This workshop covers a wide range of topics of human-machine collaboration in work with bigdata. Keywords include: crowdsourcing, collaborative recommendation, crowdsensing, workflow model for humans and machines, incentives, human-assisted bigdata analysis, bigdata-human interaction, human-machine collaboration in real-world applications (such as natural disaster response, education, and citizen science), and ELSI in Human-in-the-loop systems and Future of Work. We expect submissions to address some of the following issues:
Crowd Sleuths: Solving Mysteries with Crowdsourcing, Experts, and AI
Kurt Luther (Virginia Tech)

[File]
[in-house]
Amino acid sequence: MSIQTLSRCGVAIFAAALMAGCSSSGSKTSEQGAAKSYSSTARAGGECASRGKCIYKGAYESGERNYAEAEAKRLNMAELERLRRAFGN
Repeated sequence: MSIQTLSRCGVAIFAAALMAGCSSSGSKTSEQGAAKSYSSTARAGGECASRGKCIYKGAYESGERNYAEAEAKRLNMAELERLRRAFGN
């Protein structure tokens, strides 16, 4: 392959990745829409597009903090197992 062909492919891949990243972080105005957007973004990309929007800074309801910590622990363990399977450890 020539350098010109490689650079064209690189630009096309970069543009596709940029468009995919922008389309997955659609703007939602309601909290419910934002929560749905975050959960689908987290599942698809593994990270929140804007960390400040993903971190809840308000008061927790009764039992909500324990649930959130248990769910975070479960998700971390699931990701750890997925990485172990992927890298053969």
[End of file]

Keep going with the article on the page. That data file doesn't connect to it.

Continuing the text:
Abstract: Professional investigators in fields such as journalism, law enforcement, and academia have long sought the public's help in solving mysteries, typically by providing tips. However, as social technologies capture more digital traces of daily life and enable new forms of collaboration, members of the public are increasingly leading their own investigations. These efforts are perhaps best known for high-profile failures characterized by sloppy research and vigilantism, such as the 2013 Boston Marathon Bombing manhunt on Reddit and 4chan. However, other crowdsourced investigations have led to the successful recovery of missing persons and apprehension of violent criminals, suggesting real potential. In this talk, I present three projects from my research group, the Crowd Intelligence Lab, where we build software tools that bring together crowds, experts, and AI to support ethical and effective investigations and solve mysteries. In the CrowdIA project, we adapted the sensemaking loop for intelligence analysts to enable novice crowds to discover a hidden terrorist plot within large quantities of textual evidence documents. In the GroundTruth project, we developed a novel diagramming technique to enable novice crowds to collaborate with expert investigators to geolocate and verify (or debunk) photos and videos shared on social media. In the Photo Sleuth project, we built and launched a free public website with over 10,000 registered users who employ AI-based face recognition to identify unknown soldiers in historical portraits from the American Civil War era. I will conclude the talk by discussing broader opportunities and risks in combining the complementary strengths of human and artificial intelligence for investigation, sensemaking, and other complex and creative tasks.